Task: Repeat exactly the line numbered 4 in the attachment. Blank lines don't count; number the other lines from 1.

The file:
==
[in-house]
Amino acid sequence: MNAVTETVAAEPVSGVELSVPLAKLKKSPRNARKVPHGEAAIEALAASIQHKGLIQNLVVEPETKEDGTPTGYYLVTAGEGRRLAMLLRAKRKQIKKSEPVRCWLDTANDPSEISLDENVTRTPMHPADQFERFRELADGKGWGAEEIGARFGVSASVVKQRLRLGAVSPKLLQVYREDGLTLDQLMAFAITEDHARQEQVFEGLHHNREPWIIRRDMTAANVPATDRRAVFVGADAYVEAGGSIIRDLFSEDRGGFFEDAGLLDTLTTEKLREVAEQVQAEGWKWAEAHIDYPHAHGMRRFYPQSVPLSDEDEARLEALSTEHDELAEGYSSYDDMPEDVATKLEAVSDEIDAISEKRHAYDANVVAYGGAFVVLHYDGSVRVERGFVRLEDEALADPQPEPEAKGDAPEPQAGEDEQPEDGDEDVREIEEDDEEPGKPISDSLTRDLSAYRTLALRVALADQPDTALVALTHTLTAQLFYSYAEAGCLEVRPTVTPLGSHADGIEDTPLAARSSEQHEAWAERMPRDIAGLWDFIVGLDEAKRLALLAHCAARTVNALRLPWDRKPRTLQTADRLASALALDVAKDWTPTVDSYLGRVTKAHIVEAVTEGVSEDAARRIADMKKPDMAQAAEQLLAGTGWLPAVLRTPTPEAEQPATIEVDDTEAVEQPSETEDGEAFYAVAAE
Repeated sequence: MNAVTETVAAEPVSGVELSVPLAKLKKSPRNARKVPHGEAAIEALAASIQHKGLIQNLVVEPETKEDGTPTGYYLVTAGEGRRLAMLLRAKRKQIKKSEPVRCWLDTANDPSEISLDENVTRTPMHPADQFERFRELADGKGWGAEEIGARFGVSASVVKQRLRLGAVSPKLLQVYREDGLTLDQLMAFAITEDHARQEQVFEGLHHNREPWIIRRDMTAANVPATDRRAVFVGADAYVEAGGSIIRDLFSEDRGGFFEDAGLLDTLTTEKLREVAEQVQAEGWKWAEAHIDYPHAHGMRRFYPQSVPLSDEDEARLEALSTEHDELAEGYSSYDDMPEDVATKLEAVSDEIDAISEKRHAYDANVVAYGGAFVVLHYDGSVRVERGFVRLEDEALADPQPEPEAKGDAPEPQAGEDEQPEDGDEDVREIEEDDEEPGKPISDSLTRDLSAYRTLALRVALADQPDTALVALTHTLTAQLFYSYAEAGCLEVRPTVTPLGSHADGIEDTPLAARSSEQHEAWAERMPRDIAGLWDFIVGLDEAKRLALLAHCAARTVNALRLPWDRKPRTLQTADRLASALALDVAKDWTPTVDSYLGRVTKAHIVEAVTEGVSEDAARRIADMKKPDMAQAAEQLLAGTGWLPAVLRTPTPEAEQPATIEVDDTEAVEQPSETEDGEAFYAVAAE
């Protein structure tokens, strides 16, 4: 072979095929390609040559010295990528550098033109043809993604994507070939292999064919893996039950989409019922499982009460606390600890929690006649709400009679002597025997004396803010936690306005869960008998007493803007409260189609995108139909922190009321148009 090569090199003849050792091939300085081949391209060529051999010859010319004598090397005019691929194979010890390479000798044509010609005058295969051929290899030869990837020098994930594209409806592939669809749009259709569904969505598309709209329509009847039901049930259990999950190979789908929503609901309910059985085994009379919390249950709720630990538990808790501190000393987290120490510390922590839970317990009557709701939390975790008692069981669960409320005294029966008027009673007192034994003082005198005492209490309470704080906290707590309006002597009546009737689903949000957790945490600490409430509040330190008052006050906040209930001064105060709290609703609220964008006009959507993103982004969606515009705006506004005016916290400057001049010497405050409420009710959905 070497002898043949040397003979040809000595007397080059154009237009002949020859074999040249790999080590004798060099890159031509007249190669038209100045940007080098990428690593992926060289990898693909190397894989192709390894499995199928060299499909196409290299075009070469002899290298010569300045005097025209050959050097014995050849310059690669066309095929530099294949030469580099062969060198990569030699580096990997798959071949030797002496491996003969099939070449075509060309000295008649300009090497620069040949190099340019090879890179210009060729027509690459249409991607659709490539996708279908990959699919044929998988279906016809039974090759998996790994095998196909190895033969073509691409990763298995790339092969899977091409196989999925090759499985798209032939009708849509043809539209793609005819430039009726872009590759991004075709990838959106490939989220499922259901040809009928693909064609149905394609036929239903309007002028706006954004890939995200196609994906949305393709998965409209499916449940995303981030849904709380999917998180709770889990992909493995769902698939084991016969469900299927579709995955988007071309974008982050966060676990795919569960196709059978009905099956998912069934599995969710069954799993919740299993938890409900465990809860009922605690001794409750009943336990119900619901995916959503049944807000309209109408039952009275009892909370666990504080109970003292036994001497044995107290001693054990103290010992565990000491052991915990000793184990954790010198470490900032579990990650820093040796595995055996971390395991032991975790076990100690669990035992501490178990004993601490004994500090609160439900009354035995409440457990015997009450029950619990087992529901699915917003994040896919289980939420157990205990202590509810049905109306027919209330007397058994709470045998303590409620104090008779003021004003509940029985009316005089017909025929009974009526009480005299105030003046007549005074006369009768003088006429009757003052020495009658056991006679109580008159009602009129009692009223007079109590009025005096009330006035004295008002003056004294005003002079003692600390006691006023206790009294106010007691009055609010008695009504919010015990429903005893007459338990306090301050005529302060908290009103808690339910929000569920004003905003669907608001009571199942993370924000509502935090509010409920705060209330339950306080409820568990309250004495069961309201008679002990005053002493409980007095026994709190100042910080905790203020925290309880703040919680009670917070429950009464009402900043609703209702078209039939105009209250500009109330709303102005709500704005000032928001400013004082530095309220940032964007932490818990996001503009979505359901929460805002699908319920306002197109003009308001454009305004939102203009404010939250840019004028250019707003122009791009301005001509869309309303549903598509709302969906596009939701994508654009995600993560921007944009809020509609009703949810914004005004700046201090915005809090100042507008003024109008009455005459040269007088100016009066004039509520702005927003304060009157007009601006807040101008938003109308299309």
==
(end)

């Protein structure tokens, strides 16, 4: 072979095929390609040559010295990528550098033109043809993604994507070939292999064919893996039950989409019922499982009460606390600890929690006649709400009679002597025997004396803010936690306005869960008998007493803007409260189609995108139909922190009321148009 090569090199003849050792091939300085081949391209060529051999010859010319004598090397005019691929194979010890390479000798044509010609005058295969051929290899030869990837020098994930594209409806592939669809749009259709569904969505598309709209329509009847039901049930259990999950190979789908929503609901309910059985085994009379919390249950709720630990538990808790501190000393987290120490510390922590839970317990009557709701939390975790008692069981669960409320005294029966008027009673007192034994003082005198005492209490309470704080906290707590309006002597009546009737689903949000957790945490600490409430509040330190008052006050906040209930001064105060709290609703609220964008006009959507993103982004969606515009705006506004005016916290400057001049010497405050409420009710959905 070497002898043949040397003979040809000595007397080059154009237009002949020859074999040249790999080590004798060099890159031509007249190669038209100045940007080098990428690593992926060289990898693909190397894989192709390894499995199928060299499909196409290299075009070469002899290298010569300045005097025209050959050097014995050849310059690669066309095929530099294949030469580099062969060198990569030699580096990997798959071949030797002496491996003969099939070449075509060309000295008649300009090497620069040949190099340019090879890179210009060729027509690459249409991607659709490539996708279908990959699919044929998988279906016809039974090759998996790994095998196909190895033969073509691409990763298995790339092969899977091409196989999925090759499985798209032939009708849509043809539209793609005819430039009726872009590759991004075709990838959106490939989220499922259901040809009928693909064609149905394609036929239903309007002028706006954004890939995200196609994906949305393709998965409209499916449940995303981030849904709380999917998180709770889990992909493995769902698939084991016969469900299927579709995955988007071309974008982050966060676990795919569960196709059978009905099956998912069934599995969710069954799993919740299993938890409900465990809860009922605690001794409750009943336990119900619901995916959503049944807000309209109408039952009275009892909370666990504080109970003292036994001497044995107290001693054990103290010992565990000491052991915990000793184990954790010198470490900032579990990650820093040796595995055996971390395991032991975790076990100690669990035992501490178990004993601490004994500090609160439900009354035995409440457990015997009450029950619990087992529901699915917003994040896919289980939420157990205990202590509810049905109306027919209330007397058994709470045998303590409620104090008779003021004003509940029985009316005089017909025929009974009526009480005299105030003046007549005074006369009768003088006429009757003052020495009658056991006679109580008159009602009129009692009223007079109590009025005096009330006035004295008002003056004294005003002079003692600390006691006023206790009294106010007691009055609010008695009504919010015990429903005893007459338990306090301050005529302060908290009103808690339910929000569920004003905003669907608001009571199942993370924000509502935090509010409920705060209330339950306080409820568990309250004495069961309201008679002990005053002493409980007095026994709190100042910080905790203020925290309880703040919680009670917070429950009464009402900043609703209702078209039939105009209250500009109330709303102005709500704005000032928001400013004082530095309220940032964007932490818990996001503009979505359901929460805002699908319920306002197109003009308001454009305004939102203009404010939250840019004028250019707003122009791009301005001509869309309303549903598509709302969906596009939701994508654009995600993560921007944009809020509609009703949810914004005004700046201090915005809090100042507008003024109008009455005459040269007088100016009066004039509520702005927003304060009157007009601006807040101008938003109308299309």